Clashes linked to Syria result in seven deaths in Lebanese cities
BEIRUT – At least seven people were killed and dozens wounded in gun battles in the Lebanese capital Beirut and coastal Tripoli yesterday in further unrest linked to the conflict in neighbouring Syria, security and hospital sources said.
The clashes have heightened fears that Syria’s civil war, with its sectarian dimensions, is now spreading into Lebanon, pitting local allies and opponents of Syrian president Bashar al-Assad against each other.
The Lebanese army promised decisive action to quell the violence, which was touched off by the assassination of a senior intelligence officer last week.
That killing has plunged Lebanon into a political crisis and the army command urged party leaders to be cautious in their public statements so as not to inflame passions further.
It issued the warning after troops and gunmen exchanged fire in Beirut’s southern suburbs overnight and yesterday morning while protesters blocked roads with burning tyres.
Many politicians have accused Syria of being behind the killing of Brig Gen Wissam al-Hassan, an intelligence chief opposed to the Syrian leadership, who was blown up by a car bomb in central Beirut on Friday.
Opposition leaders want prime minister Najib Mikati to resign, saying he is too close to Mr Assad and his Lebanese ally Hizbullah.
The worst of the clashes since late Sunday took place in the northern city of Tripoli, the scene of previous fighting between Sunni Muslims backing the Syrian insurgents and Alawites sympathetic to Mr Assad.
Six people were killed and about 50 wounded in fighting between the Sunni neighbourhood of Tabbaneh and the Alawite Jebel Mohsen, security and hospital sources said. The two sides exchanged rocket and gunfire, residents said.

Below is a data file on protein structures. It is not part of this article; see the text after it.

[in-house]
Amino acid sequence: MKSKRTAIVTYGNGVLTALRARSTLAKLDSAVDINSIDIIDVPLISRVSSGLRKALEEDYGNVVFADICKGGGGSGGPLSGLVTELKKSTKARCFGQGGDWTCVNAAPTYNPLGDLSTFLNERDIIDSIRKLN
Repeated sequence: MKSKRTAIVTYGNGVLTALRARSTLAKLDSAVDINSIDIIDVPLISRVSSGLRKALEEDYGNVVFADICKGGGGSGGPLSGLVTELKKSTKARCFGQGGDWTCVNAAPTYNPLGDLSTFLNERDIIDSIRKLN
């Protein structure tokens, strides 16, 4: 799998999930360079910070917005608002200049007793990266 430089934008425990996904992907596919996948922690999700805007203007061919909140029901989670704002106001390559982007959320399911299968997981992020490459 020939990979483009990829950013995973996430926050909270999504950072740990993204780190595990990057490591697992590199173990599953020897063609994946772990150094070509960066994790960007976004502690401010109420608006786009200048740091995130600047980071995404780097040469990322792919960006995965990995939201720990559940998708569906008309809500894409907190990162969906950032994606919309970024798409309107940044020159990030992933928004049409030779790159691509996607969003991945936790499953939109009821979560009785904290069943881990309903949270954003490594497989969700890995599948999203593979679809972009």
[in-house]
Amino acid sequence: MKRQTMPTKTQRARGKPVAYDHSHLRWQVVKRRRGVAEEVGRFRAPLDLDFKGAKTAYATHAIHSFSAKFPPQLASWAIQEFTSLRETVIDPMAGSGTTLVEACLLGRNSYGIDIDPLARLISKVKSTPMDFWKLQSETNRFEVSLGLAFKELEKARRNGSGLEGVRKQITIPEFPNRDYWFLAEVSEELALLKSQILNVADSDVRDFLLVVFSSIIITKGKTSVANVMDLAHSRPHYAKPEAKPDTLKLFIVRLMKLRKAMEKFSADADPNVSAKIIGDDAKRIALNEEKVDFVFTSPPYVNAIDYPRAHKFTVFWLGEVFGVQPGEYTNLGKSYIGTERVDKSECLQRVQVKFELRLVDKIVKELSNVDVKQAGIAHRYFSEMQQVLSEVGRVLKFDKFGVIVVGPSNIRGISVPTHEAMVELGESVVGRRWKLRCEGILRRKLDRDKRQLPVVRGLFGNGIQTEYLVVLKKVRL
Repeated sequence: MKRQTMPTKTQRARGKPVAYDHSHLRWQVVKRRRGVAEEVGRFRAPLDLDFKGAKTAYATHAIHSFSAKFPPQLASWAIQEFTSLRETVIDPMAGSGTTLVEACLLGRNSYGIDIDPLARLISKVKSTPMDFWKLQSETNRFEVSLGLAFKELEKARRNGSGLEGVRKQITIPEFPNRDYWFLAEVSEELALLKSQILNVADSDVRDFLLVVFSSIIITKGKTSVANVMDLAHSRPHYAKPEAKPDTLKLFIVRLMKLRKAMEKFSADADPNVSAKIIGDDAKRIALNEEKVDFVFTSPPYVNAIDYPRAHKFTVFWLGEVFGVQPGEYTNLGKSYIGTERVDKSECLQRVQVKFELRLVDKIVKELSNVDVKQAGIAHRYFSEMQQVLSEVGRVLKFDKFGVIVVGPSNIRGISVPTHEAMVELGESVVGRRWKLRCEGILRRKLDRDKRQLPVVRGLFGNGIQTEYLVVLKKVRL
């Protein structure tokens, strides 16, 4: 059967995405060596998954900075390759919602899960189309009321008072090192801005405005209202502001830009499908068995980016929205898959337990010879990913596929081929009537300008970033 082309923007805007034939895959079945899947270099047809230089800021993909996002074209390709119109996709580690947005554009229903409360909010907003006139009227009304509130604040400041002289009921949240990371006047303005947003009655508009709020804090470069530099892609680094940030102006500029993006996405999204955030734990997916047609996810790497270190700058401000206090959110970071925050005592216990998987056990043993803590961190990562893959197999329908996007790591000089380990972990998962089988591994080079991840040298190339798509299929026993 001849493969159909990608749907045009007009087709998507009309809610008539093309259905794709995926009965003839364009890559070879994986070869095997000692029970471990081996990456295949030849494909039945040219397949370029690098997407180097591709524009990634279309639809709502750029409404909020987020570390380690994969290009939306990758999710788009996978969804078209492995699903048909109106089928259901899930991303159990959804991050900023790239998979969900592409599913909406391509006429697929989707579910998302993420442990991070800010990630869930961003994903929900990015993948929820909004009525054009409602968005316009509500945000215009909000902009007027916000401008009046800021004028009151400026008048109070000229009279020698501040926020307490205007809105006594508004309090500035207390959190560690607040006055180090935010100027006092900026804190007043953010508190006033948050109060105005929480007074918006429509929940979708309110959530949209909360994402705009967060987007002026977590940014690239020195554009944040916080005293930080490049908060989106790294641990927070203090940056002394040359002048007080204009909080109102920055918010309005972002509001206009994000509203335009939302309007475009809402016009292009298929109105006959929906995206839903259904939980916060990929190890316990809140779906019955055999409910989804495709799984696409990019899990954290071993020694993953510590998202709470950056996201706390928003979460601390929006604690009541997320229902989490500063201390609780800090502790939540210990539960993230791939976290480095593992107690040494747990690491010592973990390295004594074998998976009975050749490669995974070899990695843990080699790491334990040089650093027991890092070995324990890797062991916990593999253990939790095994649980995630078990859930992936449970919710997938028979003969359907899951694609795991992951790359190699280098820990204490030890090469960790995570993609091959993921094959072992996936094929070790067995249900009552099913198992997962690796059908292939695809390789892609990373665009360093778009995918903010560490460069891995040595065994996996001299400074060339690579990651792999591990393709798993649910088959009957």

Among the victims were a nine-year-old girl shot by a sniper.
Fighting in Beirut occurred on the edge of Tariq al-Jadida, a Sunni Muslim district that abuts Shia Muslim suburbs in the south of the capital.
Residents had earlier reported heavy overnight gunfire around Tariq al-Jadida between gunmen armed with rifles and rocket-propelled grenades.
Soldiers killed one gunman in Tariq al-Jadida, the army said, a Palestinian from a refugee camp who had shot at them.
The violence escalated on Sunday after thousands of people turned out in Beirut’s Martyrs’ Square for the funeral of Gen Hassan, who was buried with full state honours in an emotionally charged ceremony.
Troops in full combat gear and armoured personnel carriers stood guard at traffic intersections and government offices yesterday, with barbed wire and concrete blocks protecting buildings.
Beirut was noticeably quiet as people stayed at home because they feared being caught in more violence.
In the downtown area, many shops, offices and restaurants were shut or empty. – (Reuters)